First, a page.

Endpoint Security, Part 5 of 5: A/V Alone is Not Enough

Every organization has deployed anti-virus/anti-malware solutions, but how much you have actually reduced your risk?

To recap what we’ve covered in this 5-part blog series, Aberdeen’s analysis and Monte Carlo modeling:

  • Confirms the high risk of unprotected endpoints
  • Demonstrates that endpoint protection really does reduce risk
  • Confirms that “free” endpoint protection (e.g., Microsoft) is better than no protection at all
  • Shows that in fact “free” endpoint protection is not really free — enterprise-class endpoint protection (e.g., McAfee) actually reduces risk by 60–70% compared to the “free” solution, even net of the incremental licensing cost

In Endpoint Security: Anti-Virus Alone is Not Enough, I wrote about the bigger picture of endpoint security — and found that while 100% of respondents have deployed an anti-virus / anti-malware solution, most organizations have also deployed one or more complementary endpoint security control as part of a defense-in-depth approach to protecting their users, systems, applications, and data. These include:

  • Endpoint protection (anti-virus / anti-malware)
  • Patch management
  • Configuration and change management
  • Intrusion prevention
  • Email and web security
  • Endpoint data encryption
  • Browser-based security (e.g., reputation)
  • Application whitelisting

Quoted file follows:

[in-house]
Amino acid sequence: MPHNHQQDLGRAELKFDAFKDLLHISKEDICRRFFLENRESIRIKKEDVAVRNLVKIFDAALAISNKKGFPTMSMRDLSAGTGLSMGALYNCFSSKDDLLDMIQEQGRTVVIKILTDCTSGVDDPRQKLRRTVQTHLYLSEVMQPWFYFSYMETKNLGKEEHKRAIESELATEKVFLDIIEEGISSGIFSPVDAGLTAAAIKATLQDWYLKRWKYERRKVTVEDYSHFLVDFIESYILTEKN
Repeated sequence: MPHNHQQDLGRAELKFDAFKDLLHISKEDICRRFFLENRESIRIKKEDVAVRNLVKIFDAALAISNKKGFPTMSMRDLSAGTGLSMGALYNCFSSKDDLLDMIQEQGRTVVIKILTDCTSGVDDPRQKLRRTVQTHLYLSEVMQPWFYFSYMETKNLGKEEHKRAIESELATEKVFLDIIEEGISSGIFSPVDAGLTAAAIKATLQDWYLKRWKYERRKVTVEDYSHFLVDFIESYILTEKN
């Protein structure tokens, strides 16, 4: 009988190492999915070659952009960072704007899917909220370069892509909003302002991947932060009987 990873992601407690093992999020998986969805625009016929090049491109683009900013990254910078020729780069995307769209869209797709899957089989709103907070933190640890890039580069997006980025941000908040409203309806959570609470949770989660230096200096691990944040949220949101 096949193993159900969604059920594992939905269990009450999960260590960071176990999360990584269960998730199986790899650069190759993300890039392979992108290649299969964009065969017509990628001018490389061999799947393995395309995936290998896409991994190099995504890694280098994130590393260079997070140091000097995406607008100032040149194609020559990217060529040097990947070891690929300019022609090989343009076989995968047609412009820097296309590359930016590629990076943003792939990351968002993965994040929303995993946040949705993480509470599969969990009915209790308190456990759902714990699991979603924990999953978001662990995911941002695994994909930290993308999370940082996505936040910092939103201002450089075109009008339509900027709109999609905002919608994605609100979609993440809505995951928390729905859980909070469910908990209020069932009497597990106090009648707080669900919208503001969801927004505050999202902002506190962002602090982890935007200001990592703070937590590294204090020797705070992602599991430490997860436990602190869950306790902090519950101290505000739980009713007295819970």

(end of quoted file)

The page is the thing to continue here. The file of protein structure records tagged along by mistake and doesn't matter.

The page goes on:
• User behavior (e.g., anti-phishing training)

The reason is that traditional, signature-based approaches to protecting against vulnerabilities, typified by anti-virus / anti-malware solutions — i.e., determining what is “good” by detecting and subtracting what is known to be “bad” — is increasingly being augmented by complementary endpoint security technologies, as part of a comprehensive, defense-in-depth approach.

What I found – in an analysis and comparison of companies whose endpoint security is based on anti-virus software alone, with companies whose endpoint security includes anti-virus and a mix of other complementary solutions – was that the annual business impact for the anti-virus-only group was actually about 1.5-times higher.

Part of this is due to the anti-virus-only group being less operationally efficient — i.e., the top performers generally tend to manage their security initiatives at higher scale and lower cost. Solution providers – such as McAfee – that integrate multiple endpoint security solutions under a comprehensive, integrated management platform also contribute to such operational efficiencies.

But the biggest difference was a result of the anti-virus-only group being less effective — i.e., the anti-virus-only group bore the burden of higher costs not avoided in comparison to companies who deployed greater defense-in-depth to reduce their risk.

Incorporating any of these additional controls into our Monte Carlo model would follow the same basic approach that we have been following so far — that is, starting with informed estimates for:

  • The likelihood of successful exploits, post-implementation of any additional controls
  • Any changes in the business impact as a result of implementation, e.g., a reduction in the time to respond, remediate, and recover from an incident based on improved operational capabilities
  • The incremental cost of implementing and supporting the additional controls

These extensions to the model are beyond the scope of this little 5-part series, but I do plan to continue developing these types of risk-based models in my research and publications going forward. I hope you’ll continue to find them useful!

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